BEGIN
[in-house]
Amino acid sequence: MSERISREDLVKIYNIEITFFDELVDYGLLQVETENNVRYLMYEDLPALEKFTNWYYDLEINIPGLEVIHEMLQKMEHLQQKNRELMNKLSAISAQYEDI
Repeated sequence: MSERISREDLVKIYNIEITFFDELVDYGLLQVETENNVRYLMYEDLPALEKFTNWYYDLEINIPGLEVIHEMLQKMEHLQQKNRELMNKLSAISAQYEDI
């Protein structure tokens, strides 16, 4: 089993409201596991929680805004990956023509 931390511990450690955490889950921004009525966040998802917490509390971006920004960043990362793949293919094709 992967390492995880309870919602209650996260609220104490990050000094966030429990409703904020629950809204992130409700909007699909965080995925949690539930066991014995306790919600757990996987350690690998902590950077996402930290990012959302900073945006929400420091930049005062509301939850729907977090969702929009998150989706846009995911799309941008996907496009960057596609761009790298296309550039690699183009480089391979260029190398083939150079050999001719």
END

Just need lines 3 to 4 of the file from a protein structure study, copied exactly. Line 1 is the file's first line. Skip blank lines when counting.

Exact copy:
Repeated sequence: MSERISREDLVKIYNIEITFFDELVDYGLLQVETENNVRYLMYEDLPALEKFTNWYYDLEINIPGLEVIHEMLQKMEHLQQKNRELMNKLSAISAQYEDI
């Protein structure tokens, strides 16, 4: 089993409201596991929680805004990956023509 931390511990450690955490889950921004009525966040998802917490509390971006920004960043990362793949293919094709 992967390492995880309870919602209650996260609220104490990050000094966030429990409703904020629950809204992130409700909007699909965080995925949690539930066991014995306790919600757990996987350690690998902590950077996402930290990012959302900073945006929400420091930049005062509301939850729907977090969702929009998150989706846009995911799309941008996907496009960057596609761009790298296309550039690699183009480089391979260029190398083939150079050999001719």